King Eiders in Britain and Ireland in 1958-90: occurrences and ageing

Published on 01 September 1994 in Main articles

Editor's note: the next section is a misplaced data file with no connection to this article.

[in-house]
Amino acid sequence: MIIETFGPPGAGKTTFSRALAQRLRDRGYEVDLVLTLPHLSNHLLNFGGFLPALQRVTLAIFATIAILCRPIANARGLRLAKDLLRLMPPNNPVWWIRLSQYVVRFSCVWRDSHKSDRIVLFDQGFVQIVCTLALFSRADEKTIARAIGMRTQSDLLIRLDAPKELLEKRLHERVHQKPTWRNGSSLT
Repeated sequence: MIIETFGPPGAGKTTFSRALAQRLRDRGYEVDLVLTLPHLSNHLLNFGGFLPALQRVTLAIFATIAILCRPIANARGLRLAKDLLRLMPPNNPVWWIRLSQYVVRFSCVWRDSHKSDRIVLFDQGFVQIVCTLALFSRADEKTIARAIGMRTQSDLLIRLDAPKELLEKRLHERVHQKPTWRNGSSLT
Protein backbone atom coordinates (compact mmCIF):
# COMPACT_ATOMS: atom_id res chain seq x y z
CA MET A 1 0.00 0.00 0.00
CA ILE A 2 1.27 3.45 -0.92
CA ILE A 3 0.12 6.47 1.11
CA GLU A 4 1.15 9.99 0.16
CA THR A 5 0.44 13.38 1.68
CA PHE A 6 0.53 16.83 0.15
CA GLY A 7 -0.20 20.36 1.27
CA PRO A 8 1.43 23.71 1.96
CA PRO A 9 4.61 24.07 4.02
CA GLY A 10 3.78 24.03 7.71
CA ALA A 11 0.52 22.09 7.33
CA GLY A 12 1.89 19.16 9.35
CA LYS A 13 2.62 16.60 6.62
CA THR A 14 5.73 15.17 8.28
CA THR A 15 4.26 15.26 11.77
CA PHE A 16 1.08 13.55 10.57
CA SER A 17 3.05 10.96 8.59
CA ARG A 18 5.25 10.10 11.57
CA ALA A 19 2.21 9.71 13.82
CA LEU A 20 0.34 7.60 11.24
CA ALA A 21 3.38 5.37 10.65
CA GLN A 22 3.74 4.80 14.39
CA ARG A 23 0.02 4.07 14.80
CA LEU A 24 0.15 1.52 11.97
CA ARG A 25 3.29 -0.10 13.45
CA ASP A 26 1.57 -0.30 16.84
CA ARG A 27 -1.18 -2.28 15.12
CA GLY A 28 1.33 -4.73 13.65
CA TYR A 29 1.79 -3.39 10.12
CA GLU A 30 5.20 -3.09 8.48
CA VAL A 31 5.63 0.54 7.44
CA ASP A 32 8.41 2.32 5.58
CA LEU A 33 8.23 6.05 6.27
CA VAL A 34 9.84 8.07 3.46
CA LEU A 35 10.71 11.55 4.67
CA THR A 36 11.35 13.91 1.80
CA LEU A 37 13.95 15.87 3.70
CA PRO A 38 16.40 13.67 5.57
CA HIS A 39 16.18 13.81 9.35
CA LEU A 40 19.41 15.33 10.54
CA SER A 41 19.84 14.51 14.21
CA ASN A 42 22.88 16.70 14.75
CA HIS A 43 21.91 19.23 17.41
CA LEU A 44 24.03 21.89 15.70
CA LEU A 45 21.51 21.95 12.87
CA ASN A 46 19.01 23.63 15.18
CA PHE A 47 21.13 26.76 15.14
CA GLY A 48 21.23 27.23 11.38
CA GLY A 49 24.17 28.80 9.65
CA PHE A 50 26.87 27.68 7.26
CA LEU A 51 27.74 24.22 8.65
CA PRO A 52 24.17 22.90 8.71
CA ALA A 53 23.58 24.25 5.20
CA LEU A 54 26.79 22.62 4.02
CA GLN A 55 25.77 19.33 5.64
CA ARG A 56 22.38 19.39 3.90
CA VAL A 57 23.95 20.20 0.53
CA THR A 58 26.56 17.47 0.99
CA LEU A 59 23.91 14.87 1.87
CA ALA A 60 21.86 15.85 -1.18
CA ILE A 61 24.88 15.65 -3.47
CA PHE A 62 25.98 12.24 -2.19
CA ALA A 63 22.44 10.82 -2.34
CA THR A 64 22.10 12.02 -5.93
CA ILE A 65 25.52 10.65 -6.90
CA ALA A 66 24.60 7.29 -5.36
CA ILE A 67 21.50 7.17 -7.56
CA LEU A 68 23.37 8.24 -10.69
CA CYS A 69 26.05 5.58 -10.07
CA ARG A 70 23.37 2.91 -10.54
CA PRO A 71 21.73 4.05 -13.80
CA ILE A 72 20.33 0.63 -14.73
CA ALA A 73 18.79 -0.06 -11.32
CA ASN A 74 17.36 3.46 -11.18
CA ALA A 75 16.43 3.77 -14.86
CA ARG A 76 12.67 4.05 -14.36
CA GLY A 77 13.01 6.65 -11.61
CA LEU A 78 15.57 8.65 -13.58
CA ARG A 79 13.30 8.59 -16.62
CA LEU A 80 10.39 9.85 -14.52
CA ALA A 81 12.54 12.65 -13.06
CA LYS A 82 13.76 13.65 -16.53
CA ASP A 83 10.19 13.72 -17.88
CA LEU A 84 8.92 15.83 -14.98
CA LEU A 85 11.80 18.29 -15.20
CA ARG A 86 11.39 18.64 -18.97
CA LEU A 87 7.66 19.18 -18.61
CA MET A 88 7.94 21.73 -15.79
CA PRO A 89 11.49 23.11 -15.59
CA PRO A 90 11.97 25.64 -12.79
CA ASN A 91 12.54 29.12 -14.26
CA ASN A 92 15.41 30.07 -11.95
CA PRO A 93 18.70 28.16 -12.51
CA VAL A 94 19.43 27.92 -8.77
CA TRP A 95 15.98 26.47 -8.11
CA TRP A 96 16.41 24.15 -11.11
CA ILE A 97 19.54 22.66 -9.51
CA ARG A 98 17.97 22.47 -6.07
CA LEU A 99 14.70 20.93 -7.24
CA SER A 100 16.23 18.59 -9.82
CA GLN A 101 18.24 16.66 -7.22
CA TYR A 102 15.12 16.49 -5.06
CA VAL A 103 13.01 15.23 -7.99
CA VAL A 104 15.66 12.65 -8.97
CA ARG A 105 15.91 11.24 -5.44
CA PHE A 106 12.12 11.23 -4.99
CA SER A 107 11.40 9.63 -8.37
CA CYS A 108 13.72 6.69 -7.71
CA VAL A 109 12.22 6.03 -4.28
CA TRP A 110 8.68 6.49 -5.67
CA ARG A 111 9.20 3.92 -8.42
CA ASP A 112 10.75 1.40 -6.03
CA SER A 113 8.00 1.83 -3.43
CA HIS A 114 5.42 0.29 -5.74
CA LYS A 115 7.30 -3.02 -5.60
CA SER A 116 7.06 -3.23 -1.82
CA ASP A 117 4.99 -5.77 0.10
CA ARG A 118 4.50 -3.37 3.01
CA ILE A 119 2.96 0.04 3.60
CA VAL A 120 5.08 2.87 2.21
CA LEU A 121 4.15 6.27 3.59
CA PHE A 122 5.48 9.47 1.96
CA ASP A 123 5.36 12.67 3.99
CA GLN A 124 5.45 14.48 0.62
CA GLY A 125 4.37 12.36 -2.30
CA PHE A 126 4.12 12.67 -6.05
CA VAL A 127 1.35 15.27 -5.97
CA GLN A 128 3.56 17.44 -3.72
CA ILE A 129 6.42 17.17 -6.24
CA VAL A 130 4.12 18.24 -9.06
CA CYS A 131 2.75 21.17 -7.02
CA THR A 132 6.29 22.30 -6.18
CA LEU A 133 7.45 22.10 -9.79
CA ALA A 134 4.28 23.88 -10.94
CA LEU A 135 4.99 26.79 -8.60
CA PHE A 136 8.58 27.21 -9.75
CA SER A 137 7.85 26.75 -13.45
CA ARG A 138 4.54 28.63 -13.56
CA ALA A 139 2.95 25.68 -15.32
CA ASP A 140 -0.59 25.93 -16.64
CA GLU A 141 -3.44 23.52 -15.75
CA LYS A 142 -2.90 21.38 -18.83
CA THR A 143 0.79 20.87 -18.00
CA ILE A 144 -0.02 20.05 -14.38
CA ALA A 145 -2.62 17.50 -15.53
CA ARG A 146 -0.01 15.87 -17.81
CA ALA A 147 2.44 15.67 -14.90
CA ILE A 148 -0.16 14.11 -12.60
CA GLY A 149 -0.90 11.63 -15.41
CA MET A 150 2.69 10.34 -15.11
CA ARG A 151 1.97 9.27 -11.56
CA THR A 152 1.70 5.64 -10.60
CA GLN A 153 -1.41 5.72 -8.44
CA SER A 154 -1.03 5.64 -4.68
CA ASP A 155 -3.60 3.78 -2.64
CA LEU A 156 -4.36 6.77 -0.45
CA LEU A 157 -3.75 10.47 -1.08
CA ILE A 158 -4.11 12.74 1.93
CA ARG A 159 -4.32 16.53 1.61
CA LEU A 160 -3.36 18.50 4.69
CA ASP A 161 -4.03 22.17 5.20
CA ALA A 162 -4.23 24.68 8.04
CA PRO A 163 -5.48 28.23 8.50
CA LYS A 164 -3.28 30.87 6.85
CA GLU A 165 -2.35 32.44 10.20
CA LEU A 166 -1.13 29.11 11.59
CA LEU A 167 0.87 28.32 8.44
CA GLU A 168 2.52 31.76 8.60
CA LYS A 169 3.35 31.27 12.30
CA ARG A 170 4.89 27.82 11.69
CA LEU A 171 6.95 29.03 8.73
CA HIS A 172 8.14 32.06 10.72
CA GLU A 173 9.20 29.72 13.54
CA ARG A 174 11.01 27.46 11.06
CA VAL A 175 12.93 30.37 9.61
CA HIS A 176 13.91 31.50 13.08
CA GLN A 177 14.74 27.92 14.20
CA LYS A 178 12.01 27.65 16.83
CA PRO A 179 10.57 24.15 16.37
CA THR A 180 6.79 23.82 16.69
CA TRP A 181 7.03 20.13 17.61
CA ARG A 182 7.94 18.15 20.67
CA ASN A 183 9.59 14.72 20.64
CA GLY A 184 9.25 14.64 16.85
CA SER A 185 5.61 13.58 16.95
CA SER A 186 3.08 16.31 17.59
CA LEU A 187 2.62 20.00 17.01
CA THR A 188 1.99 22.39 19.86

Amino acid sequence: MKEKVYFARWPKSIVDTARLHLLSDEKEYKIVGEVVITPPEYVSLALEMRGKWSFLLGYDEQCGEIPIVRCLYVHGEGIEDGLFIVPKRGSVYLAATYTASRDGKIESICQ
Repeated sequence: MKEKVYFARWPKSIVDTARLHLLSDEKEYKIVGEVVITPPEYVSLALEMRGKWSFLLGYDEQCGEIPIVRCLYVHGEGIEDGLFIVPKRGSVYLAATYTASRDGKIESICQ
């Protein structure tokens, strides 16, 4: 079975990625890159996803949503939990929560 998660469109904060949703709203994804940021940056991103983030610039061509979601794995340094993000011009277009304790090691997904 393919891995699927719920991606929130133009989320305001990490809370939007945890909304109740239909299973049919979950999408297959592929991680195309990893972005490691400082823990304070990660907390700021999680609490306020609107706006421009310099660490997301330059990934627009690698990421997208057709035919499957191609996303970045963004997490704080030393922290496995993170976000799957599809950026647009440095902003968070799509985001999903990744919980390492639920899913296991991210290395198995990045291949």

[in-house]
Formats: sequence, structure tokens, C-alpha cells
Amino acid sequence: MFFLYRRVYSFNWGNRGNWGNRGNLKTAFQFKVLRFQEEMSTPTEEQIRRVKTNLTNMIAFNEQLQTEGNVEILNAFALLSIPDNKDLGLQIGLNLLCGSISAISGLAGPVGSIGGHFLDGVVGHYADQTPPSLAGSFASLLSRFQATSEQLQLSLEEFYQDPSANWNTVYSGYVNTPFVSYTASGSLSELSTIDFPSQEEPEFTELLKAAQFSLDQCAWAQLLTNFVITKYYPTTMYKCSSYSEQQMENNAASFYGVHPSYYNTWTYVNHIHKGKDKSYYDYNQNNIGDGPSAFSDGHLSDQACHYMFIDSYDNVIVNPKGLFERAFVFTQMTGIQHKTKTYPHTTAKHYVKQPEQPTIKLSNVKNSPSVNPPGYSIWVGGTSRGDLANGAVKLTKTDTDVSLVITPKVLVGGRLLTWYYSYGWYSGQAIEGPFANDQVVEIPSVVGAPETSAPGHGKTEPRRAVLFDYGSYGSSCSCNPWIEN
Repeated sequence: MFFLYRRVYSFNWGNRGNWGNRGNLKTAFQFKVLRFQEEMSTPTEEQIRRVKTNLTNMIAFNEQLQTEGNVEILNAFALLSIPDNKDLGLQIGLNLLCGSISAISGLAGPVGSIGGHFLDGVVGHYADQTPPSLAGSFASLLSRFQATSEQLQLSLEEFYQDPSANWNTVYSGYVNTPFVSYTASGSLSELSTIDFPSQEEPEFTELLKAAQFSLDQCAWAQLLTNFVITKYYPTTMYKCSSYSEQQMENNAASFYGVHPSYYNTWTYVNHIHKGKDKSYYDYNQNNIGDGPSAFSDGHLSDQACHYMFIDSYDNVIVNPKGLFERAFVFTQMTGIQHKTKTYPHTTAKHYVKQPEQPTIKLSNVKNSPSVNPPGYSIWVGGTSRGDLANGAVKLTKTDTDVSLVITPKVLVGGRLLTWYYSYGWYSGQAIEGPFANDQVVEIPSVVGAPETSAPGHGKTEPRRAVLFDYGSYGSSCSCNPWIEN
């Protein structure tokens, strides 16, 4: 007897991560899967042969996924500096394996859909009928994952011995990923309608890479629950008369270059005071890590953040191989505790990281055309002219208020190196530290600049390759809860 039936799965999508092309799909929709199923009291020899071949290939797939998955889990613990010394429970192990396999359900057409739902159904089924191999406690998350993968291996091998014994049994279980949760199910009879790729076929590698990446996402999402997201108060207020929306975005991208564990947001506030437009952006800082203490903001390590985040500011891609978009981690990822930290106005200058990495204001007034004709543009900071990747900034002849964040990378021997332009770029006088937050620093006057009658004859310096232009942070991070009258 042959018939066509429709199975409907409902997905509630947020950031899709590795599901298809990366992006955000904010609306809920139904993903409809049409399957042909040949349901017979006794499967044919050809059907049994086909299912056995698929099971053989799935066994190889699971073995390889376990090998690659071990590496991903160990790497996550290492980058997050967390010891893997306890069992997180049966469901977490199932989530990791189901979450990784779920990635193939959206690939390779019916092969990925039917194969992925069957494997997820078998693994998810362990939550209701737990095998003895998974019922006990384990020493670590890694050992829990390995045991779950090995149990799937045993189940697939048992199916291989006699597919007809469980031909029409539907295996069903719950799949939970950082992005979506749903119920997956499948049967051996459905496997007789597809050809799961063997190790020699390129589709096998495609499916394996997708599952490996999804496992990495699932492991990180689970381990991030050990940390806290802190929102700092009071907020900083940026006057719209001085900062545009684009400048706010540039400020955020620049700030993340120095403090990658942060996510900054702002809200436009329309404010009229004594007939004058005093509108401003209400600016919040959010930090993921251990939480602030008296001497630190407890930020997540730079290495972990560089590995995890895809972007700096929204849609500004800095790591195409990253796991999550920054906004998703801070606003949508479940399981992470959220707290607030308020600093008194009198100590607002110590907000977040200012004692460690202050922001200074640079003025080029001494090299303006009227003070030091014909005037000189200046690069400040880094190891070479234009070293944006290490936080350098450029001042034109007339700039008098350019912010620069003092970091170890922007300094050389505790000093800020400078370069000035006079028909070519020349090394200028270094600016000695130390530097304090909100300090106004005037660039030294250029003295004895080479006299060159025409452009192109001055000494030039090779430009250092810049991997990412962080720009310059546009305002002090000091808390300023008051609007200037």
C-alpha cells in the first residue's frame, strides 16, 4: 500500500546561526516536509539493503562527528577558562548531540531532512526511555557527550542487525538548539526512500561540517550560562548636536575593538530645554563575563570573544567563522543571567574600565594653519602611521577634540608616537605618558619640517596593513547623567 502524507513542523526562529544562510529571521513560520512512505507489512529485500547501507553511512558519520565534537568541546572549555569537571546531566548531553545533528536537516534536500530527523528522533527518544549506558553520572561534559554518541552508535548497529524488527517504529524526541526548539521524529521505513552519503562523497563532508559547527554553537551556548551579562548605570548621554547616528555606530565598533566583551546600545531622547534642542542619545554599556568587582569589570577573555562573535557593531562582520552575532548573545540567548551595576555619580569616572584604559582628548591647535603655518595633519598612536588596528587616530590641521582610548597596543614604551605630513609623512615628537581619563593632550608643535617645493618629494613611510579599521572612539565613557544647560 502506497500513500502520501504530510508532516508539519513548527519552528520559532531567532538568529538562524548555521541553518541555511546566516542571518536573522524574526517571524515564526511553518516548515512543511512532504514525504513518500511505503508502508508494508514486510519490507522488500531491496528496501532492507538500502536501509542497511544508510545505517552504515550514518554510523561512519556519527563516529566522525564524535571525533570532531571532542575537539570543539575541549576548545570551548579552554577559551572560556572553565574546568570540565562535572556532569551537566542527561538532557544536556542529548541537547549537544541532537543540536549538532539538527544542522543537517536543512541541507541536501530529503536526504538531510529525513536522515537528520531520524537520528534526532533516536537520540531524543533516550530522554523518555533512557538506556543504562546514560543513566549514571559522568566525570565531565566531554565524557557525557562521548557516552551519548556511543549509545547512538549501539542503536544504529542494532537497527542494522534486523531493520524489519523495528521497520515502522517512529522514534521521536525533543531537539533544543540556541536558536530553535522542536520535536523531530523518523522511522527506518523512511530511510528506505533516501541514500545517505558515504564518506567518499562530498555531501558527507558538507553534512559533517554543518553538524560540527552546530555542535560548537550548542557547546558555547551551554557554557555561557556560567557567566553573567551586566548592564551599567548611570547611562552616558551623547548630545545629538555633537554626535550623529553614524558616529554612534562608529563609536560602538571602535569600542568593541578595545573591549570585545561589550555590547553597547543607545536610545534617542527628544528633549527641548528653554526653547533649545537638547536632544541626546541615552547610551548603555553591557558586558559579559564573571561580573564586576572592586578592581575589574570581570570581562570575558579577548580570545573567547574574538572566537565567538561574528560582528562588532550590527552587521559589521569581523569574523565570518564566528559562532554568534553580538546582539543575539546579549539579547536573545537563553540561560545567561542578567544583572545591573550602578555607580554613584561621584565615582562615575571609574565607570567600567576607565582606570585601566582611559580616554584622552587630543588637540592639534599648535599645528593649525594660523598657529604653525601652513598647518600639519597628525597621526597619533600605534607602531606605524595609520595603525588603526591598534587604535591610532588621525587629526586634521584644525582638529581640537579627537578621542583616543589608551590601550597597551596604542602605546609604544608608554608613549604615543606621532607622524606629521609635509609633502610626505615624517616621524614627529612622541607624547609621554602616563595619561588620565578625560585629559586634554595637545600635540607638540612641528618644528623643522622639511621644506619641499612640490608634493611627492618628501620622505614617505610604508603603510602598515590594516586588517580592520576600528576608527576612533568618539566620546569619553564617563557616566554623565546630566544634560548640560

he King Eider Somateria spectabilis is a widespread breeder across most of the High Arctic coastline and islands of the Holarctic, but is largely absent from Iceland, southern Greenland and arctic Scandinavia. The population from western Siberia and adjacent islands winters from the White Sea to arctic Norway, occasionally to the northern Baltic, South of this area, King Eiders are rare (Madge & Burn 1988). Within Britain and Ireland, the King Eider is a rare but regular visitor. The majority of records have been in the Shetland, Highland and Grampian regions, though individuals have been seen recently as far south as Cornwall. In almost every case, King Eiders have associated with flocks of Common Eiders S, mollissima and remained with these flocks over the years. For the purposes of mis paper, it is necessary, merefore, to look at the distribution of Common Eider populations around the coast. This paper attempts to reassess the occurrences and numbers of King Eiders in Britain and Ireland during 1958-90, based on the distribution of Common Eider populations. We consider that the minimum number of different individuals estimated here is a more realistic total than mat of 153 published in ‘Rare Birds in Great Britain in 1990’ (Brit. Birds 84: 463).Common Eider populations In Britain and Ireland, Common Eiders are at the southern edge of their European range and are relatively sedentary (Cramp & Simmons 1977; Owen et al 1986), In summer, they are distributed around die coast mainly north of a line from Northumberland

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